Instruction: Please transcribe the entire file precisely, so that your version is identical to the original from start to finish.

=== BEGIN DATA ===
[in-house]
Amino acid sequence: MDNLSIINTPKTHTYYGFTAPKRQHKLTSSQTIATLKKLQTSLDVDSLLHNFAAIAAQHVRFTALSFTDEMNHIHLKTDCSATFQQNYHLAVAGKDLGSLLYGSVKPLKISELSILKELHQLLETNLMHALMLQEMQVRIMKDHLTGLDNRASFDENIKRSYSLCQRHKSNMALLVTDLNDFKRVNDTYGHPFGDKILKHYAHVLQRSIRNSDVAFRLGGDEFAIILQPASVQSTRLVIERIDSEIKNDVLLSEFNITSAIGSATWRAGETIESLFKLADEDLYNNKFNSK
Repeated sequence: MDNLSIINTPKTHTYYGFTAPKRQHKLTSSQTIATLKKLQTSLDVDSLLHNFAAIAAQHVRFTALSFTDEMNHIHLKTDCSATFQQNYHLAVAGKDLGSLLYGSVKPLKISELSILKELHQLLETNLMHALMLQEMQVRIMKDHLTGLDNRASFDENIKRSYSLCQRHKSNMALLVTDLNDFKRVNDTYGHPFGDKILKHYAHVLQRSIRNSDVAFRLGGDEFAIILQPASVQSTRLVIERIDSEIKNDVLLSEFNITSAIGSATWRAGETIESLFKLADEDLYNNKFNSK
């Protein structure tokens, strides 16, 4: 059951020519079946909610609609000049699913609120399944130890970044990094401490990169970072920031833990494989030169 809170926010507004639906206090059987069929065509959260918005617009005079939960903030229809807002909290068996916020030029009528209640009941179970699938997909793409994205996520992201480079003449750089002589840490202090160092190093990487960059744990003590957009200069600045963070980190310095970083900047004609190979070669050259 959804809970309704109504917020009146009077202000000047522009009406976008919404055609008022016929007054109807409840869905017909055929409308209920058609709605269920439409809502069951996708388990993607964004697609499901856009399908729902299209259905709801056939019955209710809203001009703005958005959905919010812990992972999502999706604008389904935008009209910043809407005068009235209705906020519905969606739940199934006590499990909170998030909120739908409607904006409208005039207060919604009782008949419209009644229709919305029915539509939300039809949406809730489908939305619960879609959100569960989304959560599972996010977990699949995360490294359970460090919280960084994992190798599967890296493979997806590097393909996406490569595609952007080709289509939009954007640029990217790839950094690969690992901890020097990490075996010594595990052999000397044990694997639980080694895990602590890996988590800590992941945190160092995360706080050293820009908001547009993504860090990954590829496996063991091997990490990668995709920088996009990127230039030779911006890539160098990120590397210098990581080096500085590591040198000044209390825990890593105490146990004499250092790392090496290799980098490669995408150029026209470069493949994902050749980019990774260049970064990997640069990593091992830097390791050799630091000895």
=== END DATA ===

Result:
[in-house]
Amino acid sequence: MDNLSIINTPKTHTYYGFTAPKRQHKLTSSQTIATLKKLQTSLDVDSLLHNFAAIAAQHVRFTALSFTDEMNHIHLKTDCSATFQQNYHLAVAGKDLGSLLYGSVKPLKISELSILKELHQLLETNLMHALMLQEMQVRIMKDHLTGLDNRASFDENIKRSYSLCQRHKSNMALLVTDLNDFKRVNDTYGHPFGDKILKHYAHVLQRSIRNSDVAFRLGGDEFAIILQPASVQSTRLVIERIDSEIKNDVLLSEFNITSAIGSATWRAGETIESLFKLADEDLYNNKFNSK
Repeated sequence: MDNLSIINTPKTHTYYGFTAPKRQHKLTSSQTIATLKKLQTSLDVDSLLHNFAAIAAQHVRFTALSFTDEMNHIHLKTDCSATFQQNYHLAVAGKDLGSLLYGSVKPLKISELSILKELHQLLETNLMHALMLQEMQVRIMKDHLTGLDNRASFDENIKRSYSLCQRHKSNMALLVTDLNDFKRVNDTYGHPFGDKILKHYAHVLQRSIRNSDVAFRLGGDEFAIILQPASVQSTRLVIERIDSEIKNDVLLSEFNITSAIGSATWRAGETIESLFKLADEDLYNNKFNSK
């Protein structure tokens, strides 16, 4: 059951020519079946909610609609000049699913609120399944130890970044990094401490990169970072920031833990494989030169 809170926010507004639906206090059987069929065509959260918005617009005079939960903030229809807002909290068996916020030029009528209640009941179970699938997909793409994205996520992201480079003449750089002589840490202090160092190093990487960059744990003590957009200069600045963070980190310095970083900047004609190979070669050259 959804809970309704109504917020009146009077202000000047522009009406976008919404055609008022016929007054109807409840869905017909055929409308209920058609709605269920439409809502069951996708388990993607964004697609499901856009399908729902299209259905709801056939019955209710809203001009703005958005959905919010812990992972999502999706604008389904935008009209910043809407005068009235209705906020519905969606739940199934006590499990909170998030909120739908409607904006409208005039207060919604009782008949419209009644229709919305029915539509939300039809949406809730489908939305619960879609959100569960989304959560599972996010977990699949995360490294359970460090919280960084994992190798599967890296493979997806590097393909996406490569595609952007080709289509939009954007640029990217790839950094690969690992901890020097990490075996010594595990052999000397044990694997639980080694895990602590890996988590800590992941945190160092995360706080050293820009908001547009993504860090990954590829496996063991091997990490990668995709920088996009990127230039030779911006890539160098990120590397210098990581080096500085590591040198000044209390825990890593105490146990004499250092790392090496290799980098490669995408150029026209470069493949994902050749980019990774260049970064990997640069990593091992830097390791050799630091000895």